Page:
Child Care Subsidies
Child care subsidies make quality child care more affordable, support the healthy development of children, and help low-income parents access the child care they need to go to work or to school to support their families. CLASP develops and promotes child care subsidy policies that expand access to assistance for low-income families, improve the quality of child care across settings, and help child care providers access the supports they need to provide high-quality care. We analyze state and national child care subsidy data to help advocates and policymakers better understand state policies and make the case for effective policies. For state child care assistance fact sheets, go to In the States.
Jun 14, 2016 | PERMALINK »
Federal Report: Child Care Workers in 32 States Earn Wages below Poverty Level—and Significantly Less than Head Start, Preschool, and Kindergarten Teachers
Today, the U.S. Departments of Education and Health and Human Services (HHS) released a report detailing the low wages of the early care and education (ECE) workforce and the pay gap between ECE teachers and elementary school teachers.
Among early education practitioners nationally, child care workers in 2015 have the lowest wages with an annual median income of just $20,320—30 percent less than Head Start teachers and more than 60 percent less than kindergarten teachers.
In 32 states, median annual earnings for a child care worker are below the federal poverty level for a family of three, and in the remaining states earnings are below 150 percent of poverty. In 16 states, the annual median wage is less than $19,000. The highest annual median wage for a child care worker is just $25,450 in the state of New York.
Millions of families every day rely on child care workers for their children’s care and development. Central to supporting a child’s well-being and growth are the interactions children have with adults. Support for children’s social, emotional, physical, and cognitive development requires a set of skills and competencies – and as our understanding grows about the importance of early childhood development and how it can be enhanced by skilled and supportive teachers, we have begun to demand more of the early childhood workforce. Many state pre-kindergarten programs require lead teachers to have a Bachelor’s degree, and Head Start requires half of center-based teachers nationally to have a Bachelor’s degree (a milestone that Head Start has surpassed.) Yet, despite those standards, wage gaps between these teachers and their elementary-school peers persist—suggesting that increasing education standards alone is not sufficient to address wages.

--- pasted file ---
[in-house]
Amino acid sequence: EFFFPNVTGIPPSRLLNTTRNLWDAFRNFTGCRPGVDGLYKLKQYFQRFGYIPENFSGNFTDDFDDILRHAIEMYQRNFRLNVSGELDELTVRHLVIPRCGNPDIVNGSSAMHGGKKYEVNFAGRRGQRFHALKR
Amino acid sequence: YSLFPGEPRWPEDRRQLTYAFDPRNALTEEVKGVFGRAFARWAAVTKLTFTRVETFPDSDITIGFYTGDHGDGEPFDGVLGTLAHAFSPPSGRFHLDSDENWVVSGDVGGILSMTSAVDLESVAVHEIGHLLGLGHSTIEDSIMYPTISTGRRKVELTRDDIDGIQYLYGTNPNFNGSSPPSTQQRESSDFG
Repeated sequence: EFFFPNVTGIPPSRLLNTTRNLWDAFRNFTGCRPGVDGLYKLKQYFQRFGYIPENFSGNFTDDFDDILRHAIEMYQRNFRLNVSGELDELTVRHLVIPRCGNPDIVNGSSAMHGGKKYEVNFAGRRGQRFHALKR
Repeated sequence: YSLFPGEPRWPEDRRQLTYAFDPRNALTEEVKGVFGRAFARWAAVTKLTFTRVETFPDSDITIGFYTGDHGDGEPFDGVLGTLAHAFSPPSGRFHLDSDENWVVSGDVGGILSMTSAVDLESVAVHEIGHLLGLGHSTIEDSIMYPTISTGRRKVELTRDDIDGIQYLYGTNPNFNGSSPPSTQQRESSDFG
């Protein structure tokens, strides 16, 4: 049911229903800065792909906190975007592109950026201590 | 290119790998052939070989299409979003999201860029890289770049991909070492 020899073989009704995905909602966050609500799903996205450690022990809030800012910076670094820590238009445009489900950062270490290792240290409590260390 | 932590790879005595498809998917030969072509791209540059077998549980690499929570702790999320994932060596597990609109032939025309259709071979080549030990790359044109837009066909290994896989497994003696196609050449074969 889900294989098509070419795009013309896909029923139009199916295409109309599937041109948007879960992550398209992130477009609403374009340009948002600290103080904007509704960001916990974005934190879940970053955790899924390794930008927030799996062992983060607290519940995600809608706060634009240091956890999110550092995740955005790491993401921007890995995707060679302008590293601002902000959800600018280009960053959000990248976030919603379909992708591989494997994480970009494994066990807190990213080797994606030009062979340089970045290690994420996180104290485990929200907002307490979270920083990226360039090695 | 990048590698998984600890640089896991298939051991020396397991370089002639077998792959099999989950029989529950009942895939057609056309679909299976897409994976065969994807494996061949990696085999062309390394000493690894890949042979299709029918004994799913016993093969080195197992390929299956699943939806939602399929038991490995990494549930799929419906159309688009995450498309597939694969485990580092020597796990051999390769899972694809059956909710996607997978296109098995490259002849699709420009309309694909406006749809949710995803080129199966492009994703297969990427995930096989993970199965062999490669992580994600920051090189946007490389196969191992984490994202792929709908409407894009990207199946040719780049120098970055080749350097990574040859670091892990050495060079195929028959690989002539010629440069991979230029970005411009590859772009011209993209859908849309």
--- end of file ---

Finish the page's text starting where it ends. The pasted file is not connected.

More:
In child care, staff qualifications are typically lower. States may have basic health and safety training requirements, but most do not require more than a high school diploma or less for lead teachers. Here too, our expectations for the child care workforce have grown. The recent reauthorization of the federal Child Care and Development Block Grant (CCDBG) included increased standards for child care providers receiving CCDBG funds, and states have attempted to raise child care standards through various quality improvement standards, including Quality Rating and Improvement Systems and professional development strategies including scholarship programs. Despite good intentions, ultimately, these efforts are not at the scale needed to transform the quality of child care or elevate the skills of the child care workforce. Far more public investment would be necessary to do so and to compensate teachers appropriately. Increasing the cost of child care, however, to pay teachers higher wages is not realistic for the vast majority of families. As it is, families pay an enormous share of their income—in many states surpassing the cost of public college tuition—to afford licensed child care.
Access to affordable, quality child care is central to working families and to the country. The key to child care quality is the providers who care for our youngest children. It’s time to recognize the value of these caregivers and their critical role in preparing our youngest for success in school and in life. When families are able to access quality child care, children are better prepared for success in life, and parents are more likely to succeed on the job as they gain peace of mind from knowing their child is well cared for and thriving. Together, these two goals are critical to our nation’s economic competitiveness now and in the future—and justify a bold national investment in child care.
- Hannah Matthews and Christina Walker | Apr 12, 2016 Child Care Assistance Spending and Participation in 2014
- Stephanie Schmit and Christina Walker | Feb 17, 2016 Disparate Access: Head Start and CCDBG Data by Race and Ethnicity
- Dec 04, 2015 TANF Spending on Child Care Up Slightly in 2014
- Jun 09, 2015 Implementing the Child Care and Development Block Grant Reauthorization: State by State Fact Sheets
- HANNAH MATTHEWS (CLASP), KAREN SCHULMAN (NWLC), JULIE VOGTMAN (NWLC), CHRISTINE JOHNSON-STAUB (CLASP), AND HELEN BLANK (NWLC) | Apr 01, 2015 Implementing the Child Care and Development Block Grant Reauthorization: A Guide for States
- Olivia Golden | May 24, 2016 Moving America’s Families Forward: Setting Priorities for Reducing Poverty and Expanding Opportunity
- Mar 10, 2016 Webinar: Disparate Access - Head Start and CCDBG Data by Race and Ethnicity
- Stephanie Schmit and Christina Walker | Feb 15, 2016 Disparate Access: Head Start and CCDBG Data by Race and Ethnicity
- Christina Walker and Rhiannon Reeves | Sep 14, 2015 Child Care and Development Block Grant Participation in 2013
- Christina Walker and Rhiannon Reeves | Sep 14, 2015 Infants and Toddlers in CCDBG: 2013 Update